A look at Ryan Pike’s PHWA Awards poll

The 2021-22 season was my fourth as a member of the Professional Hockey Writers Association, and the first time I was selected as a voter in the annual awards. (Spoiler: I was equally excited and horrified by this proposal.) For the sake of transparency, our organization posts details of everyone’s votes for each award on the PHWA website, but I thought I’d take the opportunity to guide everyone through my thought processes for each award.

Grab your favorite drink and let’s dive in!

Bill Masterton Memorial Cup

Presented annually to “the player who best exemplifies the qualities of perseverance, sportsmanship and dedication in the game of hockey”.

1. Josh Morrissey [Winnipeg]
2. Jack Eichel [Vegas]
3. Justin Danforth [Columbus]

Winner: Carrie Price [Montreal]

Unlike the remaining prizes, which are voted on by only about half of PHWA members, all members can vote on Masterton. Each of the 32 NHL classes nominates players, then total members vote.

Masterton is always a tough vote, because every nominated player has a compelling story. For me, Morrissey’s strong season (on and off the ice) in the wake of his father’s death has resonated with me. As did Eichel’s fight for medical independence – in the context of the NHLPA’s continued advocacy of player rights, Eichel’s victory and having the procedure he favored was absolutely colossal. I’ve always had a poor place for players who have made their way into the NHL, and Danforth, who made his NHL debut at 28 years and 245 days, really shocked me.

There are no “bad” candidates for Masterton, and Price was a well-deserved winner, but I think everyone nominated deserves some love. (31 of 32 specific players received votes.)

Frank J Silk Cup

It is presented annually to “the striker who is the best in the defensive aspects of the game”.

1. Patrice Bergeron [Boston]
2. Anthony Cirelli [Tampa Bay]
3. Elias Lindholm [Calgary]
4. Alexander Barkov [Florida]
5. Ryan O’Reilly [St. Louis]

Winner: Patrice Bergeron

To me, Selke isn’t just a strong attacker’s defensive effects, but the sum of a bunch of things. It’s about challenging missions, death penalties, suppressing opportunities even in strength, and moving ice puck. Essentially, Selke Trophy’s competitor should be able to bury a bit and still have the potential to be a solid performer.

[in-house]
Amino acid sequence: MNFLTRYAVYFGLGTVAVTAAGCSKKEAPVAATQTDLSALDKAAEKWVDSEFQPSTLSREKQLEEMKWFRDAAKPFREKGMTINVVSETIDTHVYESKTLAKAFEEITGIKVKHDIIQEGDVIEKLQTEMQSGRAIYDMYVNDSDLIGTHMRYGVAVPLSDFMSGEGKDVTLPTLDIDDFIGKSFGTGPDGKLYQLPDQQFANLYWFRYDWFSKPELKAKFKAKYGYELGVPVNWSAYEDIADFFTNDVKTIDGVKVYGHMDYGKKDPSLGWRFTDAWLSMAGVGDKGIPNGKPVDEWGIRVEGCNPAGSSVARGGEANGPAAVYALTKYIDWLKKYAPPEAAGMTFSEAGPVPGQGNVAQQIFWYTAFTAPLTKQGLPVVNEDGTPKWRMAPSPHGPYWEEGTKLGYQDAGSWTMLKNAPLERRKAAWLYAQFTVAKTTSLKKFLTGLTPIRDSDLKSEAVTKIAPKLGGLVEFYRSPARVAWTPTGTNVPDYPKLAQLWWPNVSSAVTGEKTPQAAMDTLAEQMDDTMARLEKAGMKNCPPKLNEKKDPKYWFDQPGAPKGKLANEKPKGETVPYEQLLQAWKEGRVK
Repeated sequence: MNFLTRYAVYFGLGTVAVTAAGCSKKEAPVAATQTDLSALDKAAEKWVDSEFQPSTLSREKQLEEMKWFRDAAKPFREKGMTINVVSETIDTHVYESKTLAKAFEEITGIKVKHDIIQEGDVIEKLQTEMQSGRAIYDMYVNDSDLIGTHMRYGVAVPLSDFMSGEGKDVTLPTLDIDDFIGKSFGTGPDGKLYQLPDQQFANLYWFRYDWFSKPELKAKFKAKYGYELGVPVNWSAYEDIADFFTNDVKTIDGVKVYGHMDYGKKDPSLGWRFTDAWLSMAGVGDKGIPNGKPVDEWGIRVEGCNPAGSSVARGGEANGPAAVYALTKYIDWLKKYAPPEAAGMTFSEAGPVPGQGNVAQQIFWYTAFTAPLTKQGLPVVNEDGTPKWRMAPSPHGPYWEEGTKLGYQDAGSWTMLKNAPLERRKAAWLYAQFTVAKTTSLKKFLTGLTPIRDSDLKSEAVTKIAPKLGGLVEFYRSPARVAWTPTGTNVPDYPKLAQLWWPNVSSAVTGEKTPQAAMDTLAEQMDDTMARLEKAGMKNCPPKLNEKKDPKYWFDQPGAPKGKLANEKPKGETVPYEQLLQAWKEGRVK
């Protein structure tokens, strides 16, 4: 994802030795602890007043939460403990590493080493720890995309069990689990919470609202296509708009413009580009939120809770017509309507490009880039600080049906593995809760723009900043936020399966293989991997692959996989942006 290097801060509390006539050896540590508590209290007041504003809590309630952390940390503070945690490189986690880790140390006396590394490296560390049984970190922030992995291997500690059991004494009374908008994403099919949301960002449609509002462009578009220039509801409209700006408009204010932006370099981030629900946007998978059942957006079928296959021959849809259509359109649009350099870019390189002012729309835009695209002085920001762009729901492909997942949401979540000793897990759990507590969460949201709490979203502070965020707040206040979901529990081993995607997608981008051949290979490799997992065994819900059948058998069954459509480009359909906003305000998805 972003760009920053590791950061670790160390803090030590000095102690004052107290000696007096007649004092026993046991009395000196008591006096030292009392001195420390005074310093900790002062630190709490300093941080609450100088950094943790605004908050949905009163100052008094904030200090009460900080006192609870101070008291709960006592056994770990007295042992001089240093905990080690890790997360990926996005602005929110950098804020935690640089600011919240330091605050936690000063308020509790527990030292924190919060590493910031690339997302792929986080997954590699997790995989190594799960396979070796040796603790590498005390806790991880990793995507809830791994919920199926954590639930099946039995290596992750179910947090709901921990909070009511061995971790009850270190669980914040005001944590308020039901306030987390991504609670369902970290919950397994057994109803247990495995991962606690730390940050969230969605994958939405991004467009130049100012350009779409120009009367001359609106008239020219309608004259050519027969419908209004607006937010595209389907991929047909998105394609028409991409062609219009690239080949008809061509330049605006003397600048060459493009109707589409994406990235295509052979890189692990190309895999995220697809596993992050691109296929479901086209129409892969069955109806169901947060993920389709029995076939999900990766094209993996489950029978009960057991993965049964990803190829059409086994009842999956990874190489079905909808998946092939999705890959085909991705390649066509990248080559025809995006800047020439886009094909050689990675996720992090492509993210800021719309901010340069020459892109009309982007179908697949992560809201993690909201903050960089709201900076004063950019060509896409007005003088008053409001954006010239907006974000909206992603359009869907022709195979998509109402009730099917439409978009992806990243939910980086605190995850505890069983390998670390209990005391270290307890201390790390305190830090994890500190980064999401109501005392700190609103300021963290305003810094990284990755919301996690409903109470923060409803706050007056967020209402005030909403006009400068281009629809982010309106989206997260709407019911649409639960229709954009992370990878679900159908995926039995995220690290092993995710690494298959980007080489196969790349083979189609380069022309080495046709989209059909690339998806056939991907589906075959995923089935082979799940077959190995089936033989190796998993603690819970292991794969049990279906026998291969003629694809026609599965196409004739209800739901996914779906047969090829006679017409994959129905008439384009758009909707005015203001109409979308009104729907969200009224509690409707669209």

I looked at things like Dobber player usage charts (derived from Rob Vollman’s formula), Evolution Hockey targets over replacement metrics, and Natural Stat Trick shots with and against 60 modified metrics. (The player usage charts were really helpful in understanding the context of how players are using in relation to the rest of their team.)

When I researched everything, Bergeron was the best choice. But Cirelli was unobtrusively close to Bergeron, and I don’t think he got the credit he should for how effective Tampa Bay was because of his contributions. Lindholm, who I’ve seen a lot over the past few seasons, fell into third, and he felt right.

Lady Bing Memorial Cup

It is presented annually to “a player judged to have demonstrated the best in sportsmanship and courteous behavior together with a high level of playing ability.”

1. Jacob Slavin [Carolina]
2. Kyle Connor [Winnipeg]
3. Mitch Marner [Toronto]
4. Jared Spurgeon [Minnesota]
5. Mika Zipanjad [NY Rangers]

Winner: Kyle Connor

For me, Lady Byng is the award given to a player who played a lot, played against strong opponents and didn’t take many penalties. I’m a big fan of the defenders’ attention here, because playing defensively against fast, strong and skillful NHL attackers leads to a lot of penalties. (I was big on the “Vote for Chris Tanif” bandwagon last year.)

After looking at the icy time, the penalties per minute, and dealing with a little opposition, I got my vote order. Yes, there are two defenders on this list.

Calder Memorial Cup

It is presented annually “to the player selected as the most efficient in his first year of competition.”

1. Moritz Cider [Detroit]
2. Michael Banting [Toronto]